Iconic Colosseum: Rome’s timeless marvel and its colossal history

The etymology of the name “Colosseum” has long been linked to a colossal statue of Nero located nearby (the statue, in turn, was named after the Colossus of Rhodes). This statue underwent alterations under Nero’s successors, transforming into the likeness of Helios (Sol) or Apollo, the sun god, complete with an appropriate solar crown. Nero’s visage was replaced several times with those of subsequent emperors. Despite its pagan associations, the statue stood tall well into the medieval era and was attributed with mystical powers. It came to symbolize the enduring nature of Rome.

In the 8th century, a renowned epigram attributed to the Venerable Bede celebrated the statue’s symbolic significance in a prophecy that has been variously quoted: “Quamdiu stat Colisæus, stat et Roma; quando cadet colisæus, cadet et Roma; quando cadet Roma, cadet et mundus” (“as long as the Colossus stands, so shall Rome; when the Colossus falls, Rome shall fall; when Rome falls, so falls the world”). This prophecy is often misconstrued to refer to the Colosseum rather than the Colossus (as seen in Byron’s poem Childe Harold’s Pilgrimage). However, during the time Pseudo-Bede wrote, the masculine noun “coliseus” was associated with the statue rather than the still-known Flavian amphitheatre.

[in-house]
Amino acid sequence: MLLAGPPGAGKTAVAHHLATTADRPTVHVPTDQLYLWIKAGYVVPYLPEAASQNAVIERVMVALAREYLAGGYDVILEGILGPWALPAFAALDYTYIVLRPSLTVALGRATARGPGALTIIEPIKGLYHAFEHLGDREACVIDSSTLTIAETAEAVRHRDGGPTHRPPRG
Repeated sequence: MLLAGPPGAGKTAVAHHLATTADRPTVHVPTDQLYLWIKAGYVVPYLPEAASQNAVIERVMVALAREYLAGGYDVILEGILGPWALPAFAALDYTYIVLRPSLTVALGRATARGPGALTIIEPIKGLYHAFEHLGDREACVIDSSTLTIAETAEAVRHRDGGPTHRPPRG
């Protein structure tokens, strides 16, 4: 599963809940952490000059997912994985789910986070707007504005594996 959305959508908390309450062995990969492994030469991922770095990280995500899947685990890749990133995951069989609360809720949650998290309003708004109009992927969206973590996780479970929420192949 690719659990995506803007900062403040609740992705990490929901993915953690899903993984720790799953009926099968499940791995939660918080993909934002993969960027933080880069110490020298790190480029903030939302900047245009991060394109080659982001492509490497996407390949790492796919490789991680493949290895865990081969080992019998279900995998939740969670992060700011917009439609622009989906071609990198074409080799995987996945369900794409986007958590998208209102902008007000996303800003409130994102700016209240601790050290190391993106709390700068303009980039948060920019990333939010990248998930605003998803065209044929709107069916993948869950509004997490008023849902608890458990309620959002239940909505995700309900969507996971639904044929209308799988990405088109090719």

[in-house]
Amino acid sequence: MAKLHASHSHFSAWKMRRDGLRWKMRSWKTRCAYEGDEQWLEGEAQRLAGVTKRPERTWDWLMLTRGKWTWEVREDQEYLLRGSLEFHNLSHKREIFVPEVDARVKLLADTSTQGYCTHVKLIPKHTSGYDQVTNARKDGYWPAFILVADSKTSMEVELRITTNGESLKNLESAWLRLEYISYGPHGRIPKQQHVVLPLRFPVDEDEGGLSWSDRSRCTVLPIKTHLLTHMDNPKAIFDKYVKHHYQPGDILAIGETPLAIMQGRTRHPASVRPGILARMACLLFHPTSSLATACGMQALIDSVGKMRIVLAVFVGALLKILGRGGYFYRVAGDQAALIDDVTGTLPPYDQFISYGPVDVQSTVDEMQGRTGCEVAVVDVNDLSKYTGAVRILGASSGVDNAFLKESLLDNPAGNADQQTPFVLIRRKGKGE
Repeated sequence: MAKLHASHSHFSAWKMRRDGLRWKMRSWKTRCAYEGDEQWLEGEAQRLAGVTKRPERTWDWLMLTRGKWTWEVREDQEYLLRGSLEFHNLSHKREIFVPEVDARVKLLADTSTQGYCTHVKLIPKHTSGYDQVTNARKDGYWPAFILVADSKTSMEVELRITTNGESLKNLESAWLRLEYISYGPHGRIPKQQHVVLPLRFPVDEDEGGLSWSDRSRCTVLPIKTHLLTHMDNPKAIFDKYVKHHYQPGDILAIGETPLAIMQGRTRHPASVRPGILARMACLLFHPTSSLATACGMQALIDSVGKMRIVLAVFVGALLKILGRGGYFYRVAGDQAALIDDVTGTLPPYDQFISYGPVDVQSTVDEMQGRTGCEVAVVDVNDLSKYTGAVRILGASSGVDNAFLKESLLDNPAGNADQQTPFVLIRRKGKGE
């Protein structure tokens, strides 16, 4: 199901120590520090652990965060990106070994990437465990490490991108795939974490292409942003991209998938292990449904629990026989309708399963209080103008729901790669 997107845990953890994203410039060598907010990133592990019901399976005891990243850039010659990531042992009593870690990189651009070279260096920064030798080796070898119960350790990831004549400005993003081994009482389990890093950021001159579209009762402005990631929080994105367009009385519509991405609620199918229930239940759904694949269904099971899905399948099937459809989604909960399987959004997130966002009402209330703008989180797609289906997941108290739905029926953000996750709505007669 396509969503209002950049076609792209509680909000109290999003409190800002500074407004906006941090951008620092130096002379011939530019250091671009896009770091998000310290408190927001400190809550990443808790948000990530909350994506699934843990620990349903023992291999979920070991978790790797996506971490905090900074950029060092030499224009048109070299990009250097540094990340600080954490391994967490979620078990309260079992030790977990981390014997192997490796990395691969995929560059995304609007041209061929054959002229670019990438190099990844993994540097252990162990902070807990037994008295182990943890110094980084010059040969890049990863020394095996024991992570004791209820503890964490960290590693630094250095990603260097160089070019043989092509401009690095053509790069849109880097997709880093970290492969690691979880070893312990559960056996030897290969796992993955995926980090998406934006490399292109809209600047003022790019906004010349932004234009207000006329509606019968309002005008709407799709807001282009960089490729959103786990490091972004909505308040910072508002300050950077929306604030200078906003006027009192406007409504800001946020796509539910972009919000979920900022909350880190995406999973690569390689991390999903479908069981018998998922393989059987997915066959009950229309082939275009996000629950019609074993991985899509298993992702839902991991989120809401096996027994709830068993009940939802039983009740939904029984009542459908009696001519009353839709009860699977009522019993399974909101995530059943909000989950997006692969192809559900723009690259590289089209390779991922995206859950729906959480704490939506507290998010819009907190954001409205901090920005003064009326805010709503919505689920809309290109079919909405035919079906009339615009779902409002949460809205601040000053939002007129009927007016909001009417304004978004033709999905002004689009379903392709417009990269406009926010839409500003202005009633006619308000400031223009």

Eventually, the Colossus did indeed fall, possibly dismantled for its bronze. By the year 1000, the name “Colosseum” had evolved to refer to the amphitheatre itself. The statue faded into obscurity, with only its base surviving, nestled between the Colosseum and the nearby Temple of Venus and Roma.

Through the ages, the name further morphed into “Coliseum” during the Middle Ages. In Italy, it retains its identity as “il Colosseo,” while other Romance languages have adopted similar terms such as “Coloseumul” (Romanian), “le Colisée” (French), “el Coliseo” (Spanish), and “o Coliseu” (Portuguese).